By Gord Miller, Chair Earthroots
The international community has become aware and concerned that boreal forest management in northern Ontario and Quebec is not ecologically sustainable and that one of the most symbolic species of that ecological community is now threatened with extinction. For over 30 years theOntario environmental group Earthroots has been doggedly challenging the inadequacies of forest management practices implemented under the direction of the Ontario Ministry of Natural Resources and Forestry. Now scientists led by an Australian group have vindicated that effort. The researchers published an analysis of over 40 years of government data and arrived at the conclusion that major changes are needed if ecological integrity of our forest is to be maintained. That concern has been picked up and echoed in a story about that international study in the New York Times.
Forest cutting practices in the boreal are supposed to mimic the patchwork of stands of different ages and species naturally created by fires. But the analysis by the international group shows that this is not working. The forests may be sustainably maintaining a maximum wood production and the silvicultural practices may be sustaining the regeneration of commercially desirable tree species. But the landscape has been degraded in its ability to support and sustain the complex flora and fauna of the boreal forest.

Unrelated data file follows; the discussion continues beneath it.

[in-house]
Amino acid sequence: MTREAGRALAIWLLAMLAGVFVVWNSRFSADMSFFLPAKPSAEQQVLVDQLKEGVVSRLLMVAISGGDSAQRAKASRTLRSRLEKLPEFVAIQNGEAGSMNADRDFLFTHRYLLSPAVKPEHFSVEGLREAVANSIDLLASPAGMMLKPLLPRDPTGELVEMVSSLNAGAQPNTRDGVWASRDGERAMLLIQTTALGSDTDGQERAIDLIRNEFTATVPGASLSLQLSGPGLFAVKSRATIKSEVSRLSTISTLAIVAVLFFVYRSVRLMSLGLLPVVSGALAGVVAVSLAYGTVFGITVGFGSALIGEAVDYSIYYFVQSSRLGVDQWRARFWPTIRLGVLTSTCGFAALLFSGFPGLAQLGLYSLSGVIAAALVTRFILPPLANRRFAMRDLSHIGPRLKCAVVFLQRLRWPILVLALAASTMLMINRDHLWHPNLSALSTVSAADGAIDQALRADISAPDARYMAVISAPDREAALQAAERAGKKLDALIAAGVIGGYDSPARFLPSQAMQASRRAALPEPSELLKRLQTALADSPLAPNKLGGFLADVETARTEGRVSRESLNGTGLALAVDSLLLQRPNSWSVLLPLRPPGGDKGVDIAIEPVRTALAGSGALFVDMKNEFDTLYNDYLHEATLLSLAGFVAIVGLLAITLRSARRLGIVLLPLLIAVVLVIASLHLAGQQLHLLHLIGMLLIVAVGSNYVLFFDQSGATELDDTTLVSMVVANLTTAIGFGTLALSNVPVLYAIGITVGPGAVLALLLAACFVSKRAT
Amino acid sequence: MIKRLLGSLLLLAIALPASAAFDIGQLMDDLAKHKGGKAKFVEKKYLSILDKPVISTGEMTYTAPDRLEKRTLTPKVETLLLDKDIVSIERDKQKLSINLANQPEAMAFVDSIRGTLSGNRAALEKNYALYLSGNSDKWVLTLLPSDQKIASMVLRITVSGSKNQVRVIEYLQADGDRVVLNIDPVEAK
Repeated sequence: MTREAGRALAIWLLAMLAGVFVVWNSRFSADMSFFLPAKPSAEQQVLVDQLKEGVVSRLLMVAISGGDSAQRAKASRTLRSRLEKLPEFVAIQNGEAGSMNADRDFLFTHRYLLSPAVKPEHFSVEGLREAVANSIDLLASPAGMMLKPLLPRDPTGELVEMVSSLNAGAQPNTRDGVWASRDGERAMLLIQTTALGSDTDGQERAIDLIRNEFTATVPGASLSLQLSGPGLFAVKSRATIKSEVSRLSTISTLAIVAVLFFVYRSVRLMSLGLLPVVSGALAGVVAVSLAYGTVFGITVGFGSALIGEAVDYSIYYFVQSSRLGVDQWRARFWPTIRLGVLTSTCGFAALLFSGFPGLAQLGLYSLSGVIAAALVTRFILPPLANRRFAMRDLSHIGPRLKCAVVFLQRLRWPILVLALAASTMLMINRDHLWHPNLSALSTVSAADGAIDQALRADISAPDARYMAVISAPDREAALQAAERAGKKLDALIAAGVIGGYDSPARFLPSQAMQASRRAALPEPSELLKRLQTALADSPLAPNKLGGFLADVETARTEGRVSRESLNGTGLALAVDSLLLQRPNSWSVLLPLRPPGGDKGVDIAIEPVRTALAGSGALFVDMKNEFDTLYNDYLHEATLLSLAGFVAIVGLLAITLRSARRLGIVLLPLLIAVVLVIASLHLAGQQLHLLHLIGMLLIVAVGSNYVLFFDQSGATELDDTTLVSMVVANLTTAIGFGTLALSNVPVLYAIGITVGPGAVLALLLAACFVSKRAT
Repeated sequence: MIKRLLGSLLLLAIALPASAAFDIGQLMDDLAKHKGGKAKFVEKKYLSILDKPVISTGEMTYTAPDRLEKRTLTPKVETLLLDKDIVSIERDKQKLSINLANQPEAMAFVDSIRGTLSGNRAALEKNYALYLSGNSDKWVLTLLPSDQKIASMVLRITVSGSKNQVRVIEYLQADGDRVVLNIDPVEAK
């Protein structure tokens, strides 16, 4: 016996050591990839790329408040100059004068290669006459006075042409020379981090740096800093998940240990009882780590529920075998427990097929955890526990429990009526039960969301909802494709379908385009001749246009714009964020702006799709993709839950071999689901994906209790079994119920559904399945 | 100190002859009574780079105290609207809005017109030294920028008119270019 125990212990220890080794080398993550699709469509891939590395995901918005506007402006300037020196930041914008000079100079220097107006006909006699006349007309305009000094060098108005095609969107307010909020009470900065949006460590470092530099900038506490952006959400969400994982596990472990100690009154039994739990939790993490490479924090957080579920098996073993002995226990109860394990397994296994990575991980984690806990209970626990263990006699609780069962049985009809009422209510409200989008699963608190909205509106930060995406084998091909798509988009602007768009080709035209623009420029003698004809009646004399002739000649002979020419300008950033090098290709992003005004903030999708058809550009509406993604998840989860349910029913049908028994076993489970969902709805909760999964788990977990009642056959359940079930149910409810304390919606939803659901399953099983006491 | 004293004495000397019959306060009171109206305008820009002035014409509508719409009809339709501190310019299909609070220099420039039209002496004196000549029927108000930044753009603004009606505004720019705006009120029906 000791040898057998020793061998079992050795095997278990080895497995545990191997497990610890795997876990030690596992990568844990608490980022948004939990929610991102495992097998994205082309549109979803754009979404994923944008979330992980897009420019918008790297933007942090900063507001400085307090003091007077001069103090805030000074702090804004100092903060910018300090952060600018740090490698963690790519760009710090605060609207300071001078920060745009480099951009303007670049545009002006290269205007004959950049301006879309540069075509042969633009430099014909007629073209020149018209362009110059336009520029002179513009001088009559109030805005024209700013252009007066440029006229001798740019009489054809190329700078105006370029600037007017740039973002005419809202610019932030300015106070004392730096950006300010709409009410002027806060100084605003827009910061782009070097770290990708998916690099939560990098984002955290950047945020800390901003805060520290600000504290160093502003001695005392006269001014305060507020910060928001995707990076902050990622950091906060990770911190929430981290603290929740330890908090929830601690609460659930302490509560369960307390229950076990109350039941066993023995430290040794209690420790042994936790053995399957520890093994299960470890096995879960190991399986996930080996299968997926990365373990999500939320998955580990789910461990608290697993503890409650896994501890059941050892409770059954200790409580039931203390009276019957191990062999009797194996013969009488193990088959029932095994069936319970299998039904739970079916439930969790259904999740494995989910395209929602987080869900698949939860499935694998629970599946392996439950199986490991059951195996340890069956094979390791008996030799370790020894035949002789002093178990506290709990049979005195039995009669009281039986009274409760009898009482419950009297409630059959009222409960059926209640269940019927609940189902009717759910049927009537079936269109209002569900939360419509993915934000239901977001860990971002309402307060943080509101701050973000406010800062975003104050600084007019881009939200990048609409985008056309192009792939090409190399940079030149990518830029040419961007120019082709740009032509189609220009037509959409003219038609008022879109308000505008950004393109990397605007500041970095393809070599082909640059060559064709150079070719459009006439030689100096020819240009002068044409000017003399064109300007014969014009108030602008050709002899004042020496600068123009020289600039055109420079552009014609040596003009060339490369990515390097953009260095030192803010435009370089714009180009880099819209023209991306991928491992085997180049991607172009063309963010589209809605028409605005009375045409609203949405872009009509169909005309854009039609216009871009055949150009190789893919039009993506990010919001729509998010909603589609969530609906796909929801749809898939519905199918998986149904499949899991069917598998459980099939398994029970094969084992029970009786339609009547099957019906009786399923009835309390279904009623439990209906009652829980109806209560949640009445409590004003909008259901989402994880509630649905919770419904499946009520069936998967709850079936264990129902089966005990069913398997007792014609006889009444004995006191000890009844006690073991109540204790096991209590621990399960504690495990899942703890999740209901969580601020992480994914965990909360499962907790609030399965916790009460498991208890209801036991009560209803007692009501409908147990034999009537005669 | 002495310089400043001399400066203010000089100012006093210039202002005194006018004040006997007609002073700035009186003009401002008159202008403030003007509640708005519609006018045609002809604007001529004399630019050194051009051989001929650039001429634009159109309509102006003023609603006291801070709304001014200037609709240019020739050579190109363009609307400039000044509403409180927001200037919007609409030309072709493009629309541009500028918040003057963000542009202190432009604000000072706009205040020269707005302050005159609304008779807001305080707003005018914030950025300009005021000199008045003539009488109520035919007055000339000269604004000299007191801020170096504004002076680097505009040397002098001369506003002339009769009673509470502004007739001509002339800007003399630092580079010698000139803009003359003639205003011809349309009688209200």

To illustrate that point the authors of the study focus on the woodland caribou which they correctly describe as an ‘umbrella species’ (a species whose health and success can be used as conservation indicator of the protection of the greater ecological community). The analysis indicates that present management practices don’t leave enough large patches of old forest to sustain the caribou population and other portions of the biota dependent on old growth for all or parts of their life cycle. As a result the woodland caribou is listed as ‘threatened’ over its present range and ‘extirpated’ over many thousand of hectares of former range.
Stands of trees greater than 100 years old are often simply dismissed as ‘over mature.’ But ecologists recognize it as ‘old growth’ habitat which has many other features of economic significance beyond its contribution to biodiversity and ecological integrity. Old growth has been found to continue to sequester carbon, countering climate change, when surrounding clear cut forest stands are negatively discharging this greenhouse gas. And old growth stands are reservoirs of ancient genetic information that provides the resilience that has served these ecosystems for centuries.
There is no doubt that we need to harvest the timber of the boreal to support our society and economy. But we must be attentive to the long-term ecological needs of the forest community when we manage the resource.This study demonstrates that we are not letting enough of the forest landscape stay old or grow old to maintain the ecological integrity. We must preserve the old growth that remains.
Mackey, B.; Campbell, C.; Norman, P.; Hugh,S.; DellaSala, D.A.; Malcolm, J.R.; Desrochers, M.; Drapeau, P. Assessing theCumulative Impacts of Forest Management on Forest Age Structure Development andWoodland Caribou Habitat in Boreal Landscapes: A Case Study from Two CanadianProvinces. Land2024,13,6. https://doi.org/ 10.3390/land13010006
New York Times Article
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